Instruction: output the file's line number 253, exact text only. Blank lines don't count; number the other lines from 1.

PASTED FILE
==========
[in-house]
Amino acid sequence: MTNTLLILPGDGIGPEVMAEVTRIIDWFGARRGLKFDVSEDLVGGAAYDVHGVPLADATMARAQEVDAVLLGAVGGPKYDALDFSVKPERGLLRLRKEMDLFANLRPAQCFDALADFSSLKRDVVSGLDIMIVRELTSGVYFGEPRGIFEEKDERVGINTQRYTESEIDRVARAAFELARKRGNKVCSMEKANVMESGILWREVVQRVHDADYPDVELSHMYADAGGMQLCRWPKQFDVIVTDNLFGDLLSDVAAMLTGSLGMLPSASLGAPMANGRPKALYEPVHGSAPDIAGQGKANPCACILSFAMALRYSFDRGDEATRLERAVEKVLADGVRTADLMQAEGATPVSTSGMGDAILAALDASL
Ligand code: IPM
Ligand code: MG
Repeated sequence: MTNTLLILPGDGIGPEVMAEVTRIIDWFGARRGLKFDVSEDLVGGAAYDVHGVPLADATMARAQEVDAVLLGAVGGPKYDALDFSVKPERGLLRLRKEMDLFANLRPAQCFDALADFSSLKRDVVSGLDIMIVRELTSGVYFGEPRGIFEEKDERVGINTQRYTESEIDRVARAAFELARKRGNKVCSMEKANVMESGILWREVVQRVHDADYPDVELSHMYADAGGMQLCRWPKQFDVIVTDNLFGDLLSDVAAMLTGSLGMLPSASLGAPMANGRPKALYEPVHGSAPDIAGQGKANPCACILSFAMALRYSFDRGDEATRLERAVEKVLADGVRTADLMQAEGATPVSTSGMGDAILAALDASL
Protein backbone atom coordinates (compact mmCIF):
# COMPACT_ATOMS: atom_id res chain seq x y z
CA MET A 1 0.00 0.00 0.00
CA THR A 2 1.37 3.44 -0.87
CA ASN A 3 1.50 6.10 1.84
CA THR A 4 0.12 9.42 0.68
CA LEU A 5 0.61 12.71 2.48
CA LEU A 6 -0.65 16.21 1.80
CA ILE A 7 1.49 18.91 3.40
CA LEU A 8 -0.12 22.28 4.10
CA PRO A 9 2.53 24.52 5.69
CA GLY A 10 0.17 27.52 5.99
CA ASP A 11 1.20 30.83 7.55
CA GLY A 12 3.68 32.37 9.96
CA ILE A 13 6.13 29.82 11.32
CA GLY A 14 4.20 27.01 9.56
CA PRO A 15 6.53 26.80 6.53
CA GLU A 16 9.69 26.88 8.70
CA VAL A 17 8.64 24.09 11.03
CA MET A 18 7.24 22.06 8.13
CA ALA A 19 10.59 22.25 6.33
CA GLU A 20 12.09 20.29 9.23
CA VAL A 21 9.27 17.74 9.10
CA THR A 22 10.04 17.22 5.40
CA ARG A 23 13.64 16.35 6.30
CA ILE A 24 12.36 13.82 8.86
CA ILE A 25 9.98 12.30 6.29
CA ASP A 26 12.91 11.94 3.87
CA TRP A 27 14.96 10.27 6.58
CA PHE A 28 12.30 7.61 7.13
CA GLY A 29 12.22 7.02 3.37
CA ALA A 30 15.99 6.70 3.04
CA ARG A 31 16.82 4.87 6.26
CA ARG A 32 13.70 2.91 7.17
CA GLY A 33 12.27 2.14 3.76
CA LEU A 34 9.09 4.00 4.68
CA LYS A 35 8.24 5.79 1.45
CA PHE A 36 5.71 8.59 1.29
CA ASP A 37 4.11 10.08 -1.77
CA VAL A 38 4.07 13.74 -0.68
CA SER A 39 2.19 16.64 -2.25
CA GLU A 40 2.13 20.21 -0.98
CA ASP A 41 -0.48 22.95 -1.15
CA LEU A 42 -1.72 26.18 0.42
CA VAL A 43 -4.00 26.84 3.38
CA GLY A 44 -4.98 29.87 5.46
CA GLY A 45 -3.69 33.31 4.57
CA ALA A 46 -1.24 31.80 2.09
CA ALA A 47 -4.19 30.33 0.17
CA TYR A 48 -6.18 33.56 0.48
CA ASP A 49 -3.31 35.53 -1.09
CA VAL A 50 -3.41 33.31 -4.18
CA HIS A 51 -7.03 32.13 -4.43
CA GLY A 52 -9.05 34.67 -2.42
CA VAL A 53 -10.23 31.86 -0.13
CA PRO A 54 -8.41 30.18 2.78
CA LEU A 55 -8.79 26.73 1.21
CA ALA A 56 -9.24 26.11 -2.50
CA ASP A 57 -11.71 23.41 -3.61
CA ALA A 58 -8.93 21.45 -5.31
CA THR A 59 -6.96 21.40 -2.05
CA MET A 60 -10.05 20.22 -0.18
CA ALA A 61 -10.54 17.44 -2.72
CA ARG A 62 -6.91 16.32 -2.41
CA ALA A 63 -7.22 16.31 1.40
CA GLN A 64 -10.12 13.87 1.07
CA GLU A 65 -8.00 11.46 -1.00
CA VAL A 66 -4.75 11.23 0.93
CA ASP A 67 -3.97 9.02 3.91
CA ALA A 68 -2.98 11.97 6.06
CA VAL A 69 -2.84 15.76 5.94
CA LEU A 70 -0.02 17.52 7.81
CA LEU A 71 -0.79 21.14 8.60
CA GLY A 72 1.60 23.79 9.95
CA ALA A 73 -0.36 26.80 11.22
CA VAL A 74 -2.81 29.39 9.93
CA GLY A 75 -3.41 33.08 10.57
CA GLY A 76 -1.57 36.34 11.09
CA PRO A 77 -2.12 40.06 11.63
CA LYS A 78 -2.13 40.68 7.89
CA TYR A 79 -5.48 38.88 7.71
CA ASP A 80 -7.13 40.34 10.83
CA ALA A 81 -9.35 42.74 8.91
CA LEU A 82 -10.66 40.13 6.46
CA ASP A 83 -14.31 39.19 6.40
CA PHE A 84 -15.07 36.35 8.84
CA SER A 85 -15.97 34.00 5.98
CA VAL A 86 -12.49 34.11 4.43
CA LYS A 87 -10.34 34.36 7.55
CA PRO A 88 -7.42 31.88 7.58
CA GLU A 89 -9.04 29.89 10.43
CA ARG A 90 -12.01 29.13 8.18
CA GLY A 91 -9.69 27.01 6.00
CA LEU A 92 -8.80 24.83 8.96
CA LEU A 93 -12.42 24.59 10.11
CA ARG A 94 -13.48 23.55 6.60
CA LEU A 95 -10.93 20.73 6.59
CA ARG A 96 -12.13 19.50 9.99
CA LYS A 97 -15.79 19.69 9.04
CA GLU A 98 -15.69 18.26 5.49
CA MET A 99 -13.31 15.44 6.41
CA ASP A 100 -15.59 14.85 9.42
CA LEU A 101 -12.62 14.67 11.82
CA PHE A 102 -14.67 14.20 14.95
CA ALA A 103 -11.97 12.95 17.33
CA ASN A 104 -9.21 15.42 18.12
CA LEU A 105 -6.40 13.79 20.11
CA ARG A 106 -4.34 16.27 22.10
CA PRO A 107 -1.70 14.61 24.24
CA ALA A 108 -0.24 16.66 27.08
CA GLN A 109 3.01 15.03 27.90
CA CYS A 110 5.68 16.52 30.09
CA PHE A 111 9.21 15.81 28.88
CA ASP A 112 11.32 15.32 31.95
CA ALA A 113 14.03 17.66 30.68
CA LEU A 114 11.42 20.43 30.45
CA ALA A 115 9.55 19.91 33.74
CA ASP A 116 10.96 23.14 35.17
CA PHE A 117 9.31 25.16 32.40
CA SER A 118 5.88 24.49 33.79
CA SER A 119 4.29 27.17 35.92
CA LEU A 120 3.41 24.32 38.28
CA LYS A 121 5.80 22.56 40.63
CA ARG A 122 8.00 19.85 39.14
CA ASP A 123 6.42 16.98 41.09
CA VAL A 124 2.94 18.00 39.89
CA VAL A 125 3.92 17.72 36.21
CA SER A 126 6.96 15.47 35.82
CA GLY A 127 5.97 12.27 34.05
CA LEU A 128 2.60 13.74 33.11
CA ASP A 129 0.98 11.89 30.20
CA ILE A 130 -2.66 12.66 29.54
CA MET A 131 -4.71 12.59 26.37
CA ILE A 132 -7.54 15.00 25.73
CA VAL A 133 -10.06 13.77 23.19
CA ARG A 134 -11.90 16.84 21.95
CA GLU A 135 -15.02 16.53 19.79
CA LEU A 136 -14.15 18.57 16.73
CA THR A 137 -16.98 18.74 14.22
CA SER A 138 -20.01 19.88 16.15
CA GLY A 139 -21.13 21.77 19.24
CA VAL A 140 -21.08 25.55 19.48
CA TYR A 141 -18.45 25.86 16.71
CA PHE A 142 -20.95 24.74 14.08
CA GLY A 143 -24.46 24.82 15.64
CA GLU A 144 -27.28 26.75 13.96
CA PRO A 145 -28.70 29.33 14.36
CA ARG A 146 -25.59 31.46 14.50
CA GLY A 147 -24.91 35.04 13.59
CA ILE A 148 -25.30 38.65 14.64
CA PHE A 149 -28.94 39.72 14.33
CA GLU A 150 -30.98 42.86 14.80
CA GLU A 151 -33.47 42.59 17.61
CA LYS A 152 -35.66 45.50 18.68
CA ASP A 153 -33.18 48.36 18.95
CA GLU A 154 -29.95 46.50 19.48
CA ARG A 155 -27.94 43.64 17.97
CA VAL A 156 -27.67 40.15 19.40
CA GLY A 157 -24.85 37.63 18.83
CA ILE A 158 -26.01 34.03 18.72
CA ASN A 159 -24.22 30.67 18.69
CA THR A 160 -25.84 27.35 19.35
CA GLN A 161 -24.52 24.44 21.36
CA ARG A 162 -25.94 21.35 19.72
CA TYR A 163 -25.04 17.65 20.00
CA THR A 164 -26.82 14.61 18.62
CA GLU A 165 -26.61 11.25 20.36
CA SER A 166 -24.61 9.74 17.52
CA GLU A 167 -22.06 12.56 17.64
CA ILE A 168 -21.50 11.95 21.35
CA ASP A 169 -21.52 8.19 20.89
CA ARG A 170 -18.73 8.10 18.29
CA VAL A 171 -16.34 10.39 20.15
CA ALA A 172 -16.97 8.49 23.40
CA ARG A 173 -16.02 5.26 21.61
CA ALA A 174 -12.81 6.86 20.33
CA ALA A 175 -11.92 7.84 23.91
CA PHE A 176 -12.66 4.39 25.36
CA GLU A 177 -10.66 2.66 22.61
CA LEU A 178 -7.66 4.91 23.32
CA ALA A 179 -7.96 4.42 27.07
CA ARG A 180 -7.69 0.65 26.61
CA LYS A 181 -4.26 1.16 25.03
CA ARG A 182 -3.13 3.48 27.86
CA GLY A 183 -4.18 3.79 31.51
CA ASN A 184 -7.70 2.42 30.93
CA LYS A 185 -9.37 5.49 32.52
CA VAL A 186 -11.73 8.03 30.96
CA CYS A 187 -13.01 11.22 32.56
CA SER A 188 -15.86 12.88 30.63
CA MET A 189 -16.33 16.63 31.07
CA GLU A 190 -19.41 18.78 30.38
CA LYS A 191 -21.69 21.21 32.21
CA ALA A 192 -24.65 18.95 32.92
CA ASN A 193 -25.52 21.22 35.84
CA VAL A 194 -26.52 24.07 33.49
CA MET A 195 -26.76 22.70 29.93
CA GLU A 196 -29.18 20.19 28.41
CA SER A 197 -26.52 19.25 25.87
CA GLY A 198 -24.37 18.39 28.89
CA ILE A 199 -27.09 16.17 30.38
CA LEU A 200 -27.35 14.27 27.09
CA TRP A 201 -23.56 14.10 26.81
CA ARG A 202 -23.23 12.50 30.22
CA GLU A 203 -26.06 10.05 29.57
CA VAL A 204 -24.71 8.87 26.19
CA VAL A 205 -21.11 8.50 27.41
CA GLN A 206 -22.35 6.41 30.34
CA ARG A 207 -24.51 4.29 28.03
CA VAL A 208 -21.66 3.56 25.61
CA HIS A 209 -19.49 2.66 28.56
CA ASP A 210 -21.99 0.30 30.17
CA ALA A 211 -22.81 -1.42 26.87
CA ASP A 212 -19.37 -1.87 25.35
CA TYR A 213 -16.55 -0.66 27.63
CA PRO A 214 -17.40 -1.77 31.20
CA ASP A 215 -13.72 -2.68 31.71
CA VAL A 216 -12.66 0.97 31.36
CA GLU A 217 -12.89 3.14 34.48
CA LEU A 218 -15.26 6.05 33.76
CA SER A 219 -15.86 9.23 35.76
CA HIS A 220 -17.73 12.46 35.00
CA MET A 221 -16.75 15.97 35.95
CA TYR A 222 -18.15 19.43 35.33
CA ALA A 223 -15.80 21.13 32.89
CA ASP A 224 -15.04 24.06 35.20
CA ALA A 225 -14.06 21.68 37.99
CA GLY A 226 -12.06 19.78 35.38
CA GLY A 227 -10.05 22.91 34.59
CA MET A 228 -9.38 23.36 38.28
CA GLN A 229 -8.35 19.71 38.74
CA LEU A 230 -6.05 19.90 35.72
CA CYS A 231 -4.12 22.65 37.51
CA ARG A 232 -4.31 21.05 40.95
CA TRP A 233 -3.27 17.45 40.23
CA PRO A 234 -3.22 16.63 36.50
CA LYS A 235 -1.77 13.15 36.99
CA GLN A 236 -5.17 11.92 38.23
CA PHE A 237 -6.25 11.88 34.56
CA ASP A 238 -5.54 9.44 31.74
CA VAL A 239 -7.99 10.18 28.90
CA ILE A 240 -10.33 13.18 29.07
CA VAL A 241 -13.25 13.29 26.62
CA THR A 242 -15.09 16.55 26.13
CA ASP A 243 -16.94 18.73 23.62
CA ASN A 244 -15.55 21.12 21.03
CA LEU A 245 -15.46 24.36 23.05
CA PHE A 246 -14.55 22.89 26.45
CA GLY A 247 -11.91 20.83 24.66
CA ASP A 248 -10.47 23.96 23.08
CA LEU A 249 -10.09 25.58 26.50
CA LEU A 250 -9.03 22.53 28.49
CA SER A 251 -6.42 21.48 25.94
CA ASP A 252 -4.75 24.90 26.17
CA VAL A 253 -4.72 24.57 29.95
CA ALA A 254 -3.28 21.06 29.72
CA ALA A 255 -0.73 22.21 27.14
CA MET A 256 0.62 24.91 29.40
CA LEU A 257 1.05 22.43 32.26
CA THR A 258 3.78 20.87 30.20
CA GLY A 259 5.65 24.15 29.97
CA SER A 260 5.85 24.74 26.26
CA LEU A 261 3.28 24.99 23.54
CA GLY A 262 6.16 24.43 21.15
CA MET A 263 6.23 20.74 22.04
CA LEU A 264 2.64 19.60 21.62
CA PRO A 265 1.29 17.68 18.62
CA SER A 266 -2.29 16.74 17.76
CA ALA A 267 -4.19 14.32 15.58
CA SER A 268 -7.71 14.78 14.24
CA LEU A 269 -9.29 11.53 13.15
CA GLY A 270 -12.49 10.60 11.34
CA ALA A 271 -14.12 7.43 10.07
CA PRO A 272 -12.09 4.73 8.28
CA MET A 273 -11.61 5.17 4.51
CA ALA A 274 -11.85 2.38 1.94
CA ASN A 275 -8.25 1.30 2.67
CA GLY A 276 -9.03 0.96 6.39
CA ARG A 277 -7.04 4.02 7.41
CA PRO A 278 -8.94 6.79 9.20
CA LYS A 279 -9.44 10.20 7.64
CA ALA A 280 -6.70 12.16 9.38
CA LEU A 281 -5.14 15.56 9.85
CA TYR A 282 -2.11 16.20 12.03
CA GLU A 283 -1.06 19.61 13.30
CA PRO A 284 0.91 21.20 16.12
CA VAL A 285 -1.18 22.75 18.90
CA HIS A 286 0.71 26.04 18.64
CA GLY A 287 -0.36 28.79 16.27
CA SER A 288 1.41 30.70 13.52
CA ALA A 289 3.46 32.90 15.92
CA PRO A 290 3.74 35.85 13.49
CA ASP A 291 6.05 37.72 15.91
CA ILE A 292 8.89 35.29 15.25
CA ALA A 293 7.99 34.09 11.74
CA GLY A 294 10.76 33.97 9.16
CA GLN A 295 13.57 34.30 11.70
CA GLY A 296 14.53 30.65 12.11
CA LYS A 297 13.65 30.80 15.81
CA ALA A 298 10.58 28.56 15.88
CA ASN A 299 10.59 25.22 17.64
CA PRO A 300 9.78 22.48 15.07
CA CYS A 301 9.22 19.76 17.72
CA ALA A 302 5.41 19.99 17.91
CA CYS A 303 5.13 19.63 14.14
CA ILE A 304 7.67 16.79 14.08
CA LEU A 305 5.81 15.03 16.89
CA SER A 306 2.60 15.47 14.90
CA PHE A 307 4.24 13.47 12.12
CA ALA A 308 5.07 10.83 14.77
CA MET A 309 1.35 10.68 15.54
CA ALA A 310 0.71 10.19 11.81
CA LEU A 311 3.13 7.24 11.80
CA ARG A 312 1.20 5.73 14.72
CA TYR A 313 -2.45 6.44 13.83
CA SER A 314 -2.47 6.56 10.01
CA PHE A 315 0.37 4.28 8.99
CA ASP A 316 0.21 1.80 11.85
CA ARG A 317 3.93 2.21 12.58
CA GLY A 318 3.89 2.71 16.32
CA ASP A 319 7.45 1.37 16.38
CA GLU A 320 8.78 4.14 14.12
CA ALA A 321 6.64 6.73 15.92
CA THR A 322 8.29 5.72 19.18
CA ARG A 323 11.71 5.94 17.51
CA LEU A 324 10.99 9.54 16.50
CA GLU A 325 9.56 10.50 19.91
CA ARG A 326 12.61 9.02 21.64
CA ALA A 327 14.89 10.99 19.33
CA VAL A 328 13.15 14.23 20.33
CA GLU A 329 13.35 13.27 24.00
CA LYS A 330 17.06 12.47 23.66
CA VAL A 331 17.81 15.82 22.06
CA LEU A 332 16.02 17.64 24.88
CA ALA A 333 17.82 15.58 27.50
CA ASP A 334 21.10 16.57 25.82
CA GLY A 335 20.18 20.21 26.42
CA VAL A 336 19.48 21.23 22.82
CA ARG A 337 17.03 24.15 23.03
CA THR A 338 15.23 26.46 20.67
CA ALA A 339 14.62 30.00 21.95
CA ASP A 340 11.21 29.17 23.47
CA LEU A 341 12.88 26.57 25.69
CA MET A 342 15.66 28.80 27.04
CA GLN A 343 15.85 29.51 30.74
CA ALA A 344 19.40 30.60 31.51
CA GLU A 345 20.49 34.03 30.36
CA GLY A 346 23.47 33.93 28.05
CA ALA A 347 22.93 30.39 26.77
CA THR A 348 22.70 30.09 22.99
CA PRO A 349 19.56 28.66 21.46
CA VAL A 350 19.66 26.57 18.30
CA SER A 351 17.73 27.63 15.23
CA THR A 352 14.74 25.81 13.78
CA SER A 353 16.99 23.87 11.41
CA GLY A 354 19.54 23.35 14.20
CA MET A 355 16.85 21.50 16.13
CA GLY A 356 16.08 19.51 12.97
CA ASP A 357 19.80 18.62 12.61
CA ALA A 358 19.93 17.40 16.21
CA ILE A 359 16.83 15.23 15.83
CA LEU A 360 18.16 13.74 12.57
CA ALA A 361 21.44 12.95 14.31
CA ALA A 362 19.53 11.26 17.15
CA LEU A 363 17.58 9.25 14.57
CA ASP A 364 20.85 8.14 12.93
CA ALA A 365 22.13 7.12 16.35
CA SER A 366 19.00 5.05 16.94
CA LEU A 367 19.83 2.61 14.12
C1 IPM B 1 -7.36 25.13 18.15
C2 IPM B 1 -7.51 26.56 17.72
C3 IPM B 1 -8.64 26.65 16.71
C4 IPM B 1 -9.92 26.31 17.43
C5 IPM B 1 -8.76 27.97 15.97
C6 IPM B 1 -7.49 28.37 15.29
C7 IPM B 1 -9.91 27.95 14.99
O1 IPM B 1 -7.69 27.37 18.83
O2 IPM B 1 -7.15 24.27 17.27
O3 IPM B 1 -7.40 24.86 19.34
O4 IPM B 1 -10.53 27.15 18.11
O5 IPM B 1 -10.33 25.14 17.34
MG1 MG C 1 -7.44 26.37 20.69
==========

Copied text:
CA PHE A 246 -14.55 22.89 26.45